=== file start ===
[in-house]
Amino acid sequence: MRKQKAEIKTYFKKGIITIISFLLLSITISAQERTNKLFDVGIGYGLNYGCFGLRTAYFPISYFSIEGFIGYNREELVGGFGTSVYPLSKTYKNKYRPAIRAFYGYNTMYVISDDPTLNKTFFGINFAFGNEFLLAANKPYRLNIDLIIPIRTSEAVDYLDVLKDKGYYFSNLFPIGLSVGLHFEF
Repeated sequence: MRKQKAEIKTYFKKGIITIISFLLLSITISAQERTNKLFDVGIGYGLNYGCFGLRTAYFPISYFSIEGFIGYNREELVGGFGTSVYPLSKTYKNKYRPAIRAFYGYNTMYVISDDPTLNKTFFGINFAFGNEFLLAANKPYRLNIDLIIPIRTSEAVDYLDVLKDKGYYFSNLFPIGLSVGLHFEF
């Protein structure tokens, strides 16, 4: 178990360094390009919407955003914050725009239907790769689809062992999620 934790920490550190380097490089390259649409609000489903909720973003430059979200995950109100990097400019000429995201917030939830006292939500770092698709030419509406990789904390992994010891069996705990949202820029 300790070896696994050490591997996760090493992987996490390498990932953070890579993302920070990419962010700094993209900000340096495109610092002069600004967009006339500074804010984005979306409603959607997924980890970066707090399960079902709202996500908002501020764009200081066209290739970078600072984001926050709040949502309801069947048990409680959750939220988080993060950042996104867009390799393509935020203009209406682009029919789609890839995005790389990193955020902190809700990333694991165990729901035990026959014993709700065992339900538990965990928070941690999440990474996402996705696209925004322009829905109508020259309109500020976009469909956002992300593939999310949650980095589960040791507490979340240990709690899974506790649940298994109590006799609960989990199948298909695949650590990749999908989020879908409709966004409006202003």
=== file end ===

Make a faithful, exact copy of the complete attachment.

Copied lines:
[in-house]
Amino acid sequence: MRKQKAEIKTYFKKGIITIISFLLLSITISAQERTNKLFDVGIGYGLNYGCFGLRTAYFPISYFSIEGFIGYNREELVGGFGTSVYPLSKTYKNKYRPAIRAFYGYNTMYVISDDPTLNKTFFGINFAFGNEFLLAANKPYRLNIDLIIPIRTSEAVDYLDVLKDKGYYFSNLFPIGLSVGLHFEF
Repeated sequence: MRKQKAEIKTYFKKGIITIISFLLLSITISAQERTNKLFDVGIGYGLNYGCFGLRTAYFPISYFSIEGFIGYNREELVGGFGTSVYPLSKTYKNKYRPAIRAFYGYNTMYVISDDPTLNKTFFGINFAFGNEFLLAANKPYRLNIDLIIPIRTSEAVDYLDVLKDKGYYFSNLFPIGLSVGLHFEF
């Protein structure tokens, strides 16, 4: 178990360094390009919407955003914050725009239907790769689809062992999620 934790920490550190380097490089390259649409609000489903909720973003430059979200995950109100990097400019000429995201917030939830006292939500770092698709030419509406990789904390992994010891069996705990949202820029 300790070896696994050490591997996760090493992987996490390498990932953070890579993302920070990419962010700094993209900000340096495109610092002069600004967009006339500074804010984005979306409603959607997924980890970066707090399960079902709202996500908002501020764009200081066209290739970078600072984001926050709040949502309801069947048990409680959750939220988080993060950042996104867009390799393509935020203009209406682009029919789609890839995005790389990193955020902190809700990333694991165990729901035990026959014993709700065992339900538990965990928070941690999440990474996402996705696209925004322009829905109508020259309109500020976009469909956002992300593939999310949650980095589960040791507490979340240990709690899974506790649940298994109590006799609960989990199948298909695949650590990749999908989020879908409709966004409006202003």